[¶13] The evidence establishes Tom acted unreasonably and inappropriately regarding his relationship with Mary and her relationship with Mark. Tom's harassing telephone calls started after Mary began a relationship with Mark. There also was evidence Tom resisted an attempt to establish paternity when James was born, but asserted his paternity after Mary began a relationship with Mark. See A.M.B. at 673-74 (father's denial of paternity until filing of petition for adoption supported termination of parental rights).
[¶14] Mary also testified Tom provided only about $300 for support for James and never spent any meaningful time with him. Tom acknowledged he had seen James only for brief periods and not more than seven times. Tom testified he had paid about $1,000 for support for James, although there was no court order for support. The absence of a court order, however, does not absolve Tom from his parental responsibilities. A.M.B. at 673-74. See N.D.C.C. § 14-09-08. We have repeatedly cautioned issues involving the termination of parental rights are of grave importance and should not be treated lightly; however, parental rights do not spring fully from the biological connection between a parent and child, and noncustodial parents should not treat lightly their rights and responsibilities toward their minor children. J.W.M. at 379; A.M.M.at 866; A.M.B. at 672.
[¶15] Here, the trial court found (1) Tom had contributed no more than $300 to $1,000 for the support of James; (2) Tom had resisted an attempt to establish paternity when James was born; (3) Tom had been convicted of eight or nine felonies and had been incarcerated for most of James's life, with the latest incarceration for threats against Mark; (4) Tom had admitted seeing James no more than seven times and there were periods when Tom was not incarcerated and did not visit James; (5) Tom was eager to acknowledge his paternity after Mark's petition to terminate Tom's parental rights; (6) Tom has been a poor role model for James; (7) Tom has an alcohol problem and has sought treatment several times; and (8) Tom was presently incapable of supplying physical care, emotional care, or monetary support for James or providing him with proper parental care.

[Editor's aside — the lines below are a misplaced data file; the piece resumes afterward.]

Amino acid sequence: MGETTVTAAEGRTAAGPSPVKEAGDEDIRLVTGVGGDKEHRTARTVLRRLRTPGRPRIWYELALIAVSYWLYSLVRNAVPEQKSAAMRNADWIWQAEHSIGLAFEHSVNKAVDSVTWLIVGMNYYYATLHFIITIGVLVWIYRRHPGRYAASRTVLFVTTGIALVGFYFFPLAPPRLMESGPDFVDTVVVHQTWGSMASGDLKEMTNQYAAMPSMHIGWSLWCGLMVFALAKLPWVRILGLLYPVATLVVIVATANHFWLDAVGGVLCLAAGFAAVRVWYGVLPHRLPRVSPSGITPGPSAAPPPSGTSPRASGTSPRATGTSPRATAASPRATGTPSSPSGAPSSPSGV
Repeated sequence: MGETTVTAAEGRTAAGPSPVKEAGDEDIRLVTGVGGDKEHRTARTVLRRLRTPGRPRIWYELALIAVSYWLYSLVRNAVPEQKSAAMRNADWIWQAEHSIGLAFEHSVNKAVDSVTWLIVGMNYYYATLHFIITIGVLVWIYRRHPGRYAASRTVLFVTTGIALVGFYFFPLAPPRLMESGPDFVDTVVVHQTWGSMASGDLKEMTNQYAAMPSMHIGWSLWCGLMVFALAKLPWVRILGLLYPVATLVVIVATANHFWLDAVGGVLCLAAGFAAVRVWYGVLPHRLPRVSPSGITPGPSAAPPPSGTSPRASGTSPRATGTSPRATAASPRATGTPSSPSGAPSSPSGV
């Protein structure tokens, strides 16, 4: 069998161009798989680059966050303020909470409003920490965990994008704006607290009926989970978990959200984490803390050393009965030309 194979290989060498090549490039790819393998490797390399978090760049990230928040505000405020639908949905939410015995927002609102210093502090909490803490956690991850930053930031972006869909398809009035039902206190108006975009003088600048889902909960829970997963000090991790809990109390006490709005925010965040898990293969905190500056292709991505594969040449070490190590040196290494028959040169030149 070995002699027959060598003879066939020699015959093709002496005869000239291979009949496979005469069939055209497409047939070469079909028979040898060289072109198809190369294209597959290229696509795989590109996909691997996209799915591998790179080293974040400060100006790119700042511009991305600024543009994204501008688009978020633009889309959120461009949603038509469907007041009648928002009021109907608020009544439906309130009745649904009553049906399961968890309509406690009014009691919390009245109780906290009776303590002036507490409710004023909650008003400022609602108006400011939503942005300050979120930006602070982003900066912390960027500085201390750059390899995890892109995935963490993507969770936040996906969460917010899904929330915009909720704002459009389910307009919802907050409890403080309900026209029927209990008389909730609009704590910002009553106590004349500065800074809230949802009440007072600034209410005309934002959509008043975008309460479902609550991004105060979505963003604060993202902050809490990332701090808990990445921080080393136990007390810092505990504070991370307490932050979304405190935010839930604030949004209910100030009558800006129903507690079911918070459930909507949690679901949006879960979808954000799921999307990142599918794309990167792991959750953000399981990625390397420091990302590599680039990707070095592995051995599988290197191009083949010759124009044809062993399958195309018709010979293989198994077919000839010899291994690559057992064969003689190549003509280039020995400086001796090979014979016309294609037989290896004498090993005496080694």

[¶16] The trial court's findings regarding the criteria for termination of parental rights under N.D.C.C. § 14-15-19(3)(b) and P.R.D. could be more comprehensive. Under our de novo standard of review and giving substantial weight to the court's findings and opportunity to observe the demeanor and credibility of the witnesses, however, we conclude the evidence clearly and convincingly supports the termination of Tom's parental rights under N.D.C.C. § 14-15-19(3)(b).